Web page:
10/24/13 What Would I Do Without This?

This forum is my mental wastebasket. Just think of it. You’re reading my mental garbage. I really didn’t intend for it to be that way, and not that I think you might think my mental garbage interesting, but this blog does serve as my clearing house. Well . . . either this blog or my personal journal. I write things I think are honest on this blog, though I write brutally honest things in my journal I would not dare put on this blog. I write what I really think on this blog. But I write what I double super secretly really, really think in my journal. There is a difference. One you get to see. The other…not very likely. But the seeds of many things I write about here are contained in my journal, or at least the outlines of them, provided you think I ever use any sort of outline rather than just ramble. I am prone to stream of consciousness writing, and my attention span is too short to allow me to write anything beyond four or five pages. I’ve been encouraged to write a novel, but I lack the discipline. I have been encouraged to write a book about anything, but I lack the discipline. What you have, instead, is a long, long book length of ramblings and musings. Some writers made a successful career off of just such writings, but I suspect their basic and extended qualities were far superior to mine. Voltaire comes to mind, and I lack the chutzpah (though I have a considerable amount) of daring to place myself in the same category, but I admire him, immensely, as did the entire of France, except a Bourbon King or two, and the entire world, still; I cannot approach his greatness. That does not deter me, though. I will write, anyway.

Truthfully, I am too lazy to write much more than an extended essay, because I can write an essay based on musings of a one-line quotation from someone else. It hardly requires much research to come up with a one-line quotation. And any sort of non-fiction work needs to have references and cross references, and I’m not writing an academic treatise, but something short and sweet that I hope you’ll enjoy reading, even if it is about nothing at all.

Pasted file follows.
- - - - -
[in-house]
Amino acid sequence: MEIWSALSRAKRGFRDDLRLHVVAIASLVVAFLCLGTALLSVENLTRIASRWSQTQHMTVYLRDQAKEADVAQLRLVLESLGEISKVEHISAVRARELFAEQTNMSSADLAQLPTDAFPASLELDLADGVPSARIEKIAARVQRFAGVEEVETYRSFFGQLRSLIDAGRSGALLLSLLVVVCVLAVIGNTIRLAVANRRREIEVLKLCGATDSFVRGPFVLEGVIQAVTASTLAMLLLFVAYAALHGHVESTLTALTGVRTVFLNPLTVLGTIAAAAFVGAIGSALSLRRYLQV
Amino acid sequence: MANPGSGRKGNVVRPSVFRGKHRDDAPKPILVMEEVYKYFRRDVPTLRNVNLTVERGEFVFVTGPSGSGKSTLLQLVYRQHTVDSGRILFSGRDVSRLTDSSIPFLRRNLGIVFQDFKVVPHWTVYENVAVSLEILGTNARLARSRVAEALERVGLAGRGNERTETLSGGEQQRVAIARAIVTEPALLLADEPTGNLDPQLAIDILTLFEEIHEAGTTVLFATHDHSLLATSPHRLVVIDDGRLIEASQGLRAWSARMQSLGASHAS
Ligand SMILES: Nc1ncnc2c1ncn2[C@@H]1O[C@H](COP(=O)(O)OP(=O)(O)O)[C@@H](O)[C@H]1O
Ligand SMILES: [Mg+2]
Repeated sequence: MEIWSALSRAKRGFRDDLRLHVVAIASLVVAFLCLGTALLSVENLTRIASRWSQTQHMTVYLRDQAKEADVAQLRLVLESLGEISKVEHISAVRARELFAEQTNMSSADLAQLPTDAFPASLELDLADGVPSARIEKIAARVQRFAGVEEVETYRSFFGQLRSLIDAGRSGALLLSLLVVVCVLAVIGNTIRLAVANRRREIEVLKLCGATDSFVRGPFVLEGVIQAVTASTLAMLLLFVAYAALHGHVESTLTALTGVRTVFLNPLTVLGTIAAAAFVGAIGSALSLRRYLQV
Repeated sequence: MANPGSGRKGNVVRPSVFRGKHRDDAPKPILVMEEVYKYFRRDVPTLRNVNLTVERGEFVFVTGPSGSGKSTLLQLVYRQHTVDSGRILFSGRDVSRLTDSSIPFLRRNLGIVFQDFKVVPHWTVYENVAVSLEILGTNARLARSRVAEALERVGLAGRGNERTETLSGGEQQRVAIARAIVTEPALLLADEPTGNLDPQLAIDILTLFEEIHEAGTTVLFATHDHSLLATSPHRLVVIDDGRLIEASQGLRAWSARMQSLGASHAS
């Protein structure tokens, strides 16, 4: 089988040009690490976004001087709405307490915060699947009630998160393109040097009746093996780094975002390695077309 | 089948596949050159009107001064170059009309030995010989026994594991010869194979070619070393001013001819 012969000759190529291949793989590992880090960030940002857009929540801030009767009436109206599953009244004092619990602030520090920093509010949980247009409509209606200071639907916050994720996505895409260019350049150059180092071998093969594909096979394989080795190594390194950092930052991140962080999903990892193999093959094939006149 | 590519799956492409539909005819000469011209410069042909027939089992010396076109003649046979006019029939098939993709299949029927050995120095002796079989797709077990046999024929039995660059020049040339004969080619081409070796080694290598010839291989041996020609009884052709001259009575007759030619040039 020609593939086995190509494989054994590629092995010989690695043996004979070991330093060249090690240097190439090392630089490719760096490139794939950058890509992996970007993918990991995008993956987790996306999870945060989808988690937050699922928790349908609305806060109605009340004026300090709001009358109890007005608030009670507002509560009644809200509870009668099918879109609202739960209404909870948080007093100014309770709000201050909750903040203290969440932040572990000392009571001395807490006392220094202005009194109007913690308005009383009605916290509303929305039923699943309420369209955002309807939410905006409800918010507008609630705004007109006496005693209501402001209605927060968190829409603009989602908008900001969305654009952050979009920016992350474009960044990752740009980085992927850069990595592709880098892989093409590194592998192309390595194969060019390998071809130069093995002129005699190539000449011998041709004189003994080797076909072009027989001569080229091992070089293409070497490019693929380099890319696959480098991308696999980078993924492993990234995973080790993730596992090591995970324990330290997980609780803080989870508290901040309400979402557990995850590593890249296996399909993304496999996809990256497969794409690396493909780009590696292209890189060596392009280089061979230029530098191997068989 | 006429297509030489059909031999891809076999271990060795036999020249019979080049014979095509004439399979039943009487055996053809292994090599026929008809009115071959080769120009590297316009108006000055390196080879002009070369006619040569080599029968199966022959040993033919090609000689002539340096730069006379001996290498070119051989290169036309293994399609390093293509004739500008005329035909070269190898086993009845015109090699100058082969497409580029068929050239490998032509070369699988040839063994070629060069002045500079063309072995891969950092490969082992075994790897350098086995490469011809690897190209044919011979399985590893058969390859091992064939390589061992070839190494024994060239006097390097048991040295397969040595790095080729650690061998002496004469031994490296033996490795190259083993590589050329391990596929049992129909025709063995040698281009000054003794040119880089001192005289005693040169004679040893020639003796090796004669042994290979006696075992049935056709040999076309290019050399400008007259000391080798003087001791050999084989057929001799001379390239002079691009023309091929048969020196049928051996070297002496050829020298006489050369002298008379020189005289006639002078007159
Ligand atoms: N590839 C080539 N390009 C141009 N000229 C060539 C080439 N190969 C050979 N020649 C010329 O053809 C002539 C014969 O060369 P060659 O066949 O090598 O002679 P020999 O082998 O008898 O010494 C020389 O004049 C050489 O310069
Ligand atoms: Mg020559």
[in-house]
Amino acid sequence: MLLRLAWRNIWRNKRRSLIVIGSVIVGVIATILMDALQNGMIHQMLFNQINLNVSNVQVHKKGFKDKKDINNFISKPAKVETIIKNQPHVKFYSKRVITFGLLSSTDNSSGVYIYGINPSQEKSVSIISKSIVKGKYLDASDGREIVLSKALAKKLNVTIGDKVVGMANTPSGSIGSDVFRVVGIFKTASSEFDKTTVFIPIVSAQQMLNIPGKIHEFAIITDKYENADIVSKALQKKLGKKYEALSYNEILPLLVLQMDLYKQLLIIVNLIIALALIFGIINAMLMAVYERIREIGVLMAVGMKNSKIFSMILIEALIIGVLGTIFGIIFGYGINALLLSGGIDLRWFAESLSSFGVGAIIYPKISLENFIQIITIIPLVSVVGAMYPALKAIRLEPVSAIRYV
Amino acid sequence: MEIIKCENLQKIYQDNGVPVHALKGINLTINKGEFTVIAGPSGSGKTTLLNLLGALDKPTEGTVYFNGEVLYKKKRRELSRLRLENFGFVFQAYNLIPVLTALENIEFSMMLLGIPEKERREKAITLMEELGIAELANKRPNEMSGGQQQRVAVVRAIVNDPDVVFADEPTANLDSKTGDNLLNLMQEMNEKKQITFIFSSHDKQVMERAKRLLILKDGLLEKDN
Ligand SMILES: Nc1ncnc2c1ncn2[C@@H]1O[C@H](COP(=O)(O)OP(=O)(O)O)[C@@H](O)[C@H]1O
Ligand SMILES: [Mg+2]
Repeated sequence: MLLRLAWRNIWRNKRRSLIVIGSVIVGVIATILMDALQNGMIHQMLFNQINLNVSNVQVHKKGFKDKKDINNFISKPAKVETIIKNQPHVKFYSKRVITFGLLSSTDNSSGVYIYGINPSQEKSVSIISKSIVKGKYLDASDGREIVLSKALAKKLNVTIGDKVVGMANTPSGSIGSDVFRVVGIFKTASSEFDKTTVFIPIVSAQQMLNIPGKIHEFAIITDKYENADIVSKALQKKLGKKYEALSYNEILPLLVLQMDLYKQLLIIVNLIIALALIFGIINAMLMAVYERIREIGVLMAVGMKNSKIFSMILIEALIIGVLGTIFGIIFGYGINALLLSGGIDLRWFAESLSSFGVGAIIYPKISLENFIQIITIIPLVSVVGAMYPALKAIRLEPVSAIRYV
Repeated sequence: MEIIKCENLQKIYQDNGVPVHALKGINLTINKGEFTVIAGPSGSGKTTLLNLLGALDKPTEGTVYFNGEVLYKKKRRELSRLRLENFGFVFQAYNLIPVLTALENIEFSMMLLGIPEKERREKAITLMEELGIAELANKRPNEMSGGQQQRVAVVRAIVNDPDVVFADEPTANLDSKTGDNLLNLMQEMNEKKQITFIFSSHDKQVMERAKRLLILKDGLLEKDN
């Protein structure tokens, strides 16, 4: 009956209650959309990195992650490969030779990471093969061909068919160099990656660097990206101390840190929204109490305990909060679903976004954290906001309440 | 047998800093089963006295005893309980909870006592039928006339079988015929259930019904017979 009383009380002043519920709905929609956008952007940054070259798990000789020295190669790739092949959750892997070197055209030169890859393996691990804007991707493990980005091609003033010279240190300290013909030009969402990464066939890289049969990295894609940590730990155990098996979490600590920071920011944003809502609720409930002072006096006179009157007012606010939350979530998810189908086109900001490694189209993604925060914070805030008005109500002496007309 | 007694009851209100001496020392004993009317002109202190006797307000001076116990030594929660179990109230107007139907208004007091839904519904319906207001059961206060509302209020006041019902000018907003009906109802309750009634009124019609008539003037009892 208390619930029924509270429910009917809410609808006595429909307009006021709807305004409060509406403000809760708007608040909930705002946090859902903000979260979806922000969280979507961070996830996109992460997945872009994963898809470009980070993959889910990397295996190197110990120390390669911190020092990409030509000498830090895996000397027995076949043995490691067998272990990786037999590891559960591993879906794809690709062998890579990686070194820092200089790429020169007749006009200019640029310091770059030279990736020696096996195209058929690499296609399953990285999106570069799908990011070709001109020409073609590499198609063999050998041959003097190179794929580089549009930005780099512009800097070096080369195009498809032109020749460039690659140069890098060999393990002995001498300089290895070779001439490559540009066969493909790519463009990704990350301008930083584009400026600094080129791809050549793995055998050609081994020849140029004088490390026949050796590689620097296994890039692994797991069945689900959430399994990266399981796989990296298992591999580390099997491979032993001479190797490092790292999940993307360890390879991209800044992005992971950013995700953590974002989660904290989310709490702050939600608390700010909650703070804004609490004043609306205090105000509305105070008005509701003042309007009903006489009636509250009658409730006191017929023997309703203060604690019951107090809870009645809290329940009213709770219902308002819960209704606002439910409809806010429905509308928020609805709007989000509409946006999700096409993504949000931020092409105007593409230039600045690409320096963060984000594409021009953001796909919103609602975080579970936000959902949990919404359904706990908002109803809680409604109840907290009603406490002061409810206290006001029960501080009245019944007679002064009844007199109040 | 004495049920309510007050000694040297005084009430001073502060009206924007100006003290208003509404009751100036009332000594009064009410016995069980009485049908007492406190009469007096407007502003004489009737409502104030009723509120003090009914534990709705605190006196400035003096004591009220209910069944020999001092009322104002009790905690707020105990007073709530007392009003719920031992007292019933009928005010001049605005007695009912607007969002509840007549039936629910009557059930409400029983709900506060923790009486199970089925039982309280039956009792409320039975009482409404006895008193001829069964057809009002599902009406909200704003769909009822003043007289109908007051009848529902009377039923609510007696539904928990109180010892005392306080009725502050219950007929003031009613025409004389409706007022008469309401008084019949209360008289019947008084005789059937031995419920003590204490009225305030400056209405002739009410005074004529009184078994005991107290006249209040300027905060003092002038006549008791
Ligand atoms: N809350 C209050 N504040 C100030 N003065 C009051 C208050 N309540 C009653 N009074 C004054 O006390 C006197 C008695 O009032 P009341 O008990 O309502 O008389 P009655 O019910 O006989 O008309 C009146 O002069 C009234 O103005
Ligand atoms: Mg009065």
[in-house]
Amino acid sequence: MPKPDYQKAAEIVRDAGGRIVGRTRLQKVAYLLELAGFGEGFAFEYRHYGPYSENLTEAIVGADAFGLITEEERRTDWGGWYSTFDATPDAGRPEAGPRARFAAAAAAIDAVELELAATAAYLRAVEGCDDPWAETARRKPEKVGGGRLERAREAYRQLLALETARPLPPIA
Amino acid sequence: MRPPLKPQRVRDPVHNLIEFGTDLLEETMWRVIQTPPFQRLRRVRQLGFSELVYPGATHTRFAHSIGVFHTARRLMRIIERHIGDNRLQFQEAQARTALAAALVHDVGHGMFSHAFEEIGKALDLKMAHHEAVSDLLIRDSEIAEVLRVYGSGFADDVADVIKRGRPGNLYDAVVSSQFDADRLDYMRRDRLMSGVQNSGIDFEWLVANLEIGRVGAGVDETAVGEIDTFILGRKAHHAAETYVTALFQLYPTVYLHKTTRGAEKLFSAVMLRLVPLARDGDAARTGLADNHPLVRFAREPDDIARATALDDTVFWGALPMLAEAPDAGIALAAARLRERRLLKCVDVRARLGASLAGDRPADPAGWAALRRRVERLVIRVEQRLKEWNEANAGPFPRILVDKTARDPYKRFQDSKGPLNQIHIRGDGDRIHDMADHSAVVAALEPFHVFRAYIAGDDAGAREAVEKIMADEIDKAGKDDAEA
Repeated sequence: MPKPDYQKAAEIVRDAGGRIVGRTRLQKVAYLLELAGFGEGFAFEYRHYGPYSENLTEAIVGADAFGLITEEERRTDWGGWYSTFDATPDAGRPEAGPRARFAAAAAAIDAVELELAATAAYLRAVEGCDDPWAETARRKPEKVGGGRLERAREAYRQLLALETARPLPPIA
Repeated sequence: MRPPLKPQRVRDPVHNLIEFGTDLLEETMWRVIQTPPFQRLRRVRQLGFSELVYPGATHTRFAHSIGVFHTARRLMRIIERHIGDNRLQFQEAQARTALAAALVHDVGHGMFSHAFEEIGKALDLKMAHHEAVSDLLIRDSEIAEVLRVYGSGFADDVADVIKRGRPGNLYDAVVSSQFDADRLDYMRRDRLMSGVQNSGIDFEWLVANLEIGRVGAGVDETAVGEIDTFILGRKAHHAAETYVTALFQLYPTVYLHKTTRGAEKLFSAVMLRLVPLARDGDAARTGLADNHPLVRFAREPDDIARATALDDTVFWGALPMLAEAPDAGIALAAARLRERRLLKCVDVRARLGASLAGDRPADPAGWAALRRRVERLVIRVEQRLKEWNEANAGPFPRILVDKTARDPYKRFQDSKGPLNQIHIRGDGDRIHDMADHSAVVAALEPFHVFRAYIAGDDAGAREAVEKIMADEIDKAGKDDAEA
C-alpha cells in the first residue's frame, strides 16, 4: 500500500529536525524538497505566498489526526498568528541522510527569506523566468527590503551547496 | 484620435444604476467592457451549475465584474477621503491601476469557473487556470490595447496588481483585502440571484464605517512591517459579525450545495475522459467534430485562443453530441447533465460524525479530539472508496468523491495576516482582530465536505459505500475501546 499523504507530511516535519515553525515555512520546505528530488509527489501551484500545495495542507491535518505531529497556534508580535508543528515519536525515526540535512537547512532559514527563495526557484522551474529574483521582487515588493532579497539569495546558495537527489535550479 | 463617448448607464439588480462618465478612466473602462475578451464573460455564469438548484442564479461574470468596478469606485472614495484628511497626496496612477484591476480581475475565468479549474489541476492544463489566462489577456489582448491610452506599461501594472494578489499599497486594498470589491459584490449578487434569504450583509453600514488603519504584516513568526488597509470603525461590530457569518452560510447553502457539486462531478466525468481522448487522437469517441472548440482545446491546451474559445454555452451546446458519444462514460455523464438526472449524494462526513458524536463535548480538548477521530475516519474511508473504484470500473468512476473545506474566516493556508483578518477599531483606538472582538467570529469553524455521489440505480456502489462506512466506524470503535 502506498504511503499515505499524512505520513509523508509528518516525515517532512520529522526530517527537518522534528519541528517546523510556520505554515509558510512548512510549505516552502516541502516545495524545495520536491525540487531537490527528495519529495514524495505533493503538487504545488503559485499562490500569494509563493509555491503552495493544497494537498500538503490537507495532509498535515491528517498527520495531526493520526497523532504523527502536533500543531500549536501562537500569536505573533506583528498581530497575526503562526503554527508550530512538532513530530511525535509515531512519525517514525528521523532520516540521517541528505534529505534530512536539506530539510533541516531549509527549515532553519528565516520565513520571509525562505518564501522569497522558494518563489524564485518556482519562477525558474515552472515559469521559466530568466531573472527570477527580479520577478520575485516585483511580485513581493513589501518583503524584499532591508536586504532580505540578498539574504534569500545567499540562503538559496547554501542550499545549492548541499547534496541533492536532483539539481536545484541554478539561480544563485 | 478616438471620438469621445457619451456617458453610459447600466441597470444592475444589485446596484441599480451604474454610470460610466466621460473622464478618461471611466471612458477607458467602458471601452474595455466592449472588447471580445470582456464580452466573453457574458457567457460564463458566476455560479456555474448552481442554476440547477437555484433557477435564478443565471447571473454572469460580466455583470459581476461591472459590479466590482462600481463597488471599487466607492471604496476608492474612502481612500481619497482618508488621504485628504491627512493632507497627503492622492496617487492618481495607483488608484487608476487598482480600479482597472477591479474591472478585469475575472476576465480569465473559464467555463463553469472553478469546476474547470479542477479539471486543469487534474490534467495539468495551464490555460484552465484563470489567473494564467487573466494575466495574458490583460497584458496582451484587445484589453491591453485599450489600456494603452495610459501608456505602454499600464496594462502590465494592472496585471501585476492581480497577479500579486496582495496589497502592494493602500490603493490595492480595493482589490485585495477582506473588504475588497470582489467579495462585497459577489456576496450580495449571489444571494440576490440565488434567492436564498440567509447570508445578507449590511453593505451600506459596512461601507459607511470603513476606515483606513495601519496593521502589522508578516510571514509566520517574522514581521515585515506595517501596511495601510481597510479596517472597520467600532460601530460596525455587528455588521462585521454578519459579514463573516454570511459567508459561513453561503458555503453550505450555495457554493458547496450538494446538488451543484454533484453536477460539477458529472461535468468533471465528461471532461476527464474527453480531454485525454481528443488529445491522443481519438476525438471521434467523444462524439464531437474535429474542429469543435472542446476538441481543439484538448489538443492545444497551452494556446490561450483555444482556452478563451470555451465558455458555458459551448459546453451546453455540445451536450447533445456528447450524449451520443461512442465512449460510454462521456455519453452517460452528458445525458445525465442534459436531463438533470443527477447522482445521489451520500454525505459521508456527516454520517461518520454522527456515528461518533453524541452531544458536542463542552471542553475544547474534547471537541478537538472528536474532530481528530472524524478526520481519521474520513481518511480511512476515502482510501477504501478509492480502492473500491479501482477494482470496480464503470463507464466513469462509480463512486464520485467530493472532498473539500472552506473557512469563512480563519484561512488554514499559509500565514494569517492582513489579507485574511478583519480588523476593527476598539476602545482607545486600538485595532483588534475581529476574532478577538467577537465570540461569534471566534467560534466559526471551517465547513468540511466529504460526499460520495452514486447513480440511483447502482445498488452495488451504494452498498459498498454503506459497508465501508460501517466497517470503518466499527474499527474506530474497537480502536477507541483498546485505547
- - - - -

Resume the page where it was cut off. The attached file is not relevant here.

Thinking about this blog, mulling over it and all the time I’ve spent on it over the past nearly five years, I wonder what I did without it. Where did all the words come from, and where do they go once I hit the publish button on my ancient Microsoft Front Page software. Of course, I know where they go into the blogosphere/cloud/cyberspace, but I wonder what the connection is between them going there and leaving me, because they leave a vacuum, and not a bad vacuum, but a pleasant one.

Of course, vacuums don’t last long. They will be filled with something. Many times the something that fills that vacuum isn’t worth writing about, or perhaps it is, but I can’t express my real opinion about some subjects, or of some people, in a public space, not wanting to embarrass them or myself, of which the latter is more likely.

I really write when I get the blues, and I had a case of them so bad earlier in the week that I was forced to write about it in my journal. You won’t get to read about what got my goat. Having written, though, the goat has been un-gotten . . . returned, as it were, and is now satisfied to chew its cud in a quite place.

Today, I take my fourth dose of Methotrexate. It is beginning to do what it is supposed to do, but getting used to it and its side effects are not coming along so well. I suppose this contributes to the blues, somewhat. Here’s a link to Methotrexate and its side effects. You can decide for yourself which ones I may be experiencing.

http://www.drugs.com/sfx/methotrexate-side-effects.html

I don’t want to enumerate them for you since it will sound like whining, but the list is impresssive, isn’t it?